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CLASSICAL  March 2000

CLASSICAL March 2000

Subject:

Re: Repeats

From:

Ian Crisp <[log in to unmask]>

Date:

Tue, 7 Mar 2000 23:09:33 +0000

Content-Type:

text/plain

Parts/Attachments:

Parts/Attachments

text/plain (45 lines)

Don Satz:

>I wish my good friend Ian had not made the above comments, particularly
>that last sentence.  The comments sound very similar to those made by
>Don Vroon in ARG; Vroon believes that the HIP movement is a fad which
>will go away.  But there might be a ray of hope here.  Vroon welcomes the
>extinction of HIP peformances.  Please, Ian, tell us that you would feel
>at least a twinge of regret at its departure.

Don, don't panic.  My tongue was slightly in my cheek, as I'm
inclined to think that this whole thread might benefit from a touch of
mischievousness.  I just wanted to have a bit of fun by suggesting a reason
for the popularity of HIP that had nothing to do with rights and wrongs
of decisions about how to perform this or that detail of a score.  I'm
far from being an all-out 100% HIP fanatic but I greatly value what the
movement has taught us, and as I wrote recently, my bank manager will
doubtless be pleased to confirm that I support live HIP concerts with
rather more of my cash than I can afford.  Same goes for the other kind
as well, of course.

I don't see HIP as merely a fad, although as there are cycles in all
things I fully expect that its influence will eventually wane (and, some
time after that, it will start to come round again . . .) Nevertheless,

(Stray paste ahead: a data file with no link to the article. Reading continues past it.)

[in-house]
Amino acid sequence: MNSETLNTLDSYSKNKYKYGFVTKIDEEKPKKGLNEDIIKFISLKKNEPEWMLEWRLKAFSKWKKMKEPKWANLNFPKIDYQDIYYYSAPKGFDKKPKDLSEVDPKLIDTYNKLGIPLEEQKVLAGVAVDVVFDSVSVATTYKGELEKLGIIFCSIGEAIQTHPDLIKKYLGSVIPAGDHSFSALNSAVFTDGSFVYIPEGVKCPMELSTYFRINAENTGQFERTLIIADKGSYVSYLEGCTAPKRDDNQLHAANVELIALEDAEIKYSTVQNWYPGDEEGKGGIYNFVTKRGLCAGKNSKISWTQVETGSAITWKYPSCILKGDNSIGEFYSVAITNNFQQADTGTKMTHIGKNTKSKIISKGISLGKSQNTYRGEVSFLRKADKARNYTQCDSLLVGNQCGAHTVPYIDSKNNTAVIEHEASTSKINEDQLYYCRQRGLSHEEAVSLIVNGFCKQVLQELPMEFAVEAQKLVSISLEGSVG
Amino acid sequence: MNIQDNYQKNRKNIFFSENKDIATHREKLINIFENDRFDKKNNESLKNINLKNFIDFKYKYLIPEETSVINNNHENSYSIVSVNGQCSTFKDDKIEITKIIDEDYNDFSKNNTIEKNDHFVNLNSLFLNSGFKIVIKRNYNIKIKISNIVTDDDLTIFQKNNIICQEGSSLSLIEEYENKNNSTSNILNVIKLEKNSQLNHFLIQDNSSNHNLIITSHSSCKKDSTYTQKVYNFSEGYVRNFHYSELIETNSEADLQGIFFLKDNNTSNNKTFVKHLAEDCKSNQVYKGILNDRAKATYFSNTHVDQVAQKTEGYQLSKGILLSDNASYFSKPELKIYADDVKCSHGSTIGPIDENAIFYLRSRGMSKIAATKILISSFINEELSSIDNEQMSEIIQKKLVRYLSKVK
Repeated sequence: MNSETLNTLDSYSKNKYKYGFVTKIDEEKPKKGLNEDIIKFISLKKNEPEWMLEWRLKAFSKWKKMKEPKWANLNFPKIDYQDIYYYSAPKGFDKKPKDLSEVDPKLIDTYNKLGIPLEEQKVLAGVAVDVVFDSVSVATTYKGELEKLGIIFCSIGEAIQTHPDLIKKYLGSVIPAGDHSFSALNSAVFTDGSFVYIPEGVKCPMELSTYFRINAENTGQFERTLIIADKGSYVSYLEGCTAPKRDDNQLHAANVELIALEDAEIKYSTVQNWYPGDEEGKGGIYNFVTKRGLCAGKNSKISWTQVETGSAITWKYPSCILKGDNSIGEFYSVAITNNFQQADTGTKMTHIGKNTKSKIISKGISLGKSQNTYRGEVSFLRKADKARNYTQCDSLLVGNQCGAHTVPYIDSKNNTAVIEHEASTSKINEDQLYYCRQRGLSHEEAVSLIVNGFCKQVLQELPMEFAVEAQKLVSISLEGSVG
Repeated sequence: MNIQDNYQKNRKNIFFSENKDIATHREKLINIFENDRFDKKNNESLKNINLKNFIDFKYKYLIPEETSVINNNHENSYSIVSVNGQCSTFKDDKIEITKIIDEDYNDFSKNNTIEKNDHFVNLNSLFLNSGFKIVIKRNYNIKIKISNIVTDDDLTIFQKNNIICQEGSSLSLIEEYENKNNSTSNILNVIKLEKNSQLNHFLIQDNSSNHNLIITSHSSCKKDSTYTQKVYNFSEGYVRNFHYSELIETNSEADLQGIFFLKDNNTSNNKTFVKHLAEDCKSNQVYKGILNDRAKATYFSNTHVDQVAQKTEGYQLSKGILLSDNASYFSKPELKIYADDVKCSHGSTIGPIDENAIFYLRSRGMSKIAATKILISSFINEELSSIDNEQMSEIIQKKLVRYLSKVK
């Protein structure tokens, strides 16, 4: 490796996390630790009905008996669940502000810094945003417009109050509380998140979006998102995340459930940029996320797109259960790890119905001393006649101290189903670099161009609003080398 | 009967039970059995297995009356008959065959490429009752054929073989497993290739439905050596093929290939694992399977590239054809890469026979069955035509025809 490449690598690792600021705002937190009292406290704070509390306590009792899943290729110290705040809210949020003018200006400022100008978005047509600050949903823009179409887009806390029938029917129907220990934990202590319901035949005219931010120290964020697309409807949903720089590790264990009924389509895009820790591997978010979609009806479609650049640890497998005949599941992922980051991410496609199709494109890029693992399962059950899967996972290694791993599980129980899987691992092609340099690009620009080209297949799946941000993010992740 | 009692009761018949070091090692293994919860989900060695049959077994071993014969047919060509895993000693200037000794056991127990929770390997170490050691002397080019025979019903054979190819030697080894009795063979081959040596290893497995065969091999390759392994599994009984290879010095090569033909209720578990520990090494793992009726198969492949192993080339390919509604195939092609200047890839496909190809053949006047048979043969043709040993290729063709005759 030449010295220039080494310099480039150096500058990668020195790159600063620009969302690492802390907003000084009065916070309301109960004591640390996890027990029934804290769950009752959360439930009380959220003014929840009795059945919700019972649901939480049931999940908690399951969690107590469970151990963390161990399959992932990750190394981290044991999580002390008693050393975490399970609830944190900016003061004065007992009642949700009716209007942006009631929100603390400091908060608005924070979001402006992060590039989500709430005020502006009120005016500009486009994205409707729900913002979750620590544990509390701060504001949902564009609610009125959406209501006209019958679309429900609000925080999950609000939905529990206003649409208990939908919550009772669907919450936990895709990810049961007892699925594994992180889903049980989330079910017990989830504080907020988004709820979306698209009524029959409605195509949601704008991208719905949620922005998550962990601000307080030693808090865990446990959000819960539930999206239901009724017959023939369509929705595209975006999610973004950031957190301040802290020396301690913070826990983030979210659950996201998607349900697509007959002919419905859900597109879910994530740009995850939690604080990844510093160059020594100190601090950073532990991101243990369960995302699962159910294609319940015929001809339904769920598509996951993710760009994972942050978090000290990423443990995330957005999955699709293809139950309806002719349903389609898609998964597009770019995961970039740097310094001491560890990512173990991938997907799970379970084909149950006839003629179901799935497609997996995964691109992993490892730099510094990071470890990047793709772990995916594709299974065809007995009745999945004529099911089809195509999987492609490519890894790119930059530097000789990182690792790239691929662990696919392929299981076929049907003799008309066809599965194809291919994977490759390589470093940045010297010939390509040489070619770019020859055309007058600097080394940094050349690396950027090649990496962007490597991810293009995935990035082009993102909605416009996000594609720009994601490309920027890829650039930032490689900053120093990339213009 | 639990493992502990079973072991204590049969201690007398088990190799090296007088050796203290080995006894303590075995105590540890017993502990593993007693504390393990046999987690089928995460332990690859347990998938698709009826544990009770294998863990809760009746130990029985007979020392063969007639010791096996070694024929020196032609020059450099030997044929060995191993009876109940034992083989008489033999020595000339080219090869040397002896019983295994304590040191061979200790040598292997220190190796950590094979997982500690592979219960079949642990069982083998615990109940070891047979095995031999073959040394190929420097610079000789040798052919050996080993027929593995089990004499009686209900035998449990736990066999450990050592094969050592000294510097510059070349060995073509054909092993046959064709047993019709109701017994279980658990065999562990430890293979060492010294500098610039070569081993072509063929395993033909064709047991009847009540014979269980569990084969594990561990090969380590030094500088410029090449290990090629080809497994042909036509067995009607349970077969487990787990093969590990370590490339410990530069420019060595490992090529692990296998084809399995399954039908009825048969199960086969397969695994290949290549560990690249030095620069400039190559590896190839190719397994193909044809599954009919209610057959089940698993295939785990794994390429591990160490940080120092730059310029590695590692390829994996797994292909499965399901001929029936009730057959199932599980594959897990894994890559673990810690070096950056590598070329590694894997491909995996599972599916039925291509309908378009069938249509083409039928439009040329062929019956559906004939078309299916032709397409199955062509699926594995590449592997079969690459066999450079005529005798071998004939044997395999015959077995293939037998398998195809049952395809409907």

there is a germ of a serious idea behind the suggestion.  At the level of
individual cells and small groups of them, our nervous systems consistently
demonstrate the property of getting bored by unchanging stimuli, and giving
up responding to them.  It's called accommodation.  But they will be "woken
up" by a change in the pattern of incoming information.  Speaking loosely:
they seek out novelty and change, and ignore the familiar.  We don't
understand very much about the layers of information-processing that come
between the low level of individual cell responses to e.g.  sound and the
high-level perception and appreciation of music, but it is more than likely
that the same kind of accomodation process is deeply embedded into all
levels of all kinds of perception.

>Also, I can't agree fully with the premise that people are drawn to the
>"new".  Humans also like routines and what's familiar to them.  Then again,
>all the cheating that married couples engage in does tend to support the
>"new" premise.

Of course you can't apply these neurophysiological ideas directly to
high-level behaviour.  But there may be parallels and useful analogies.

Ian Crisp
[log in to unmask]

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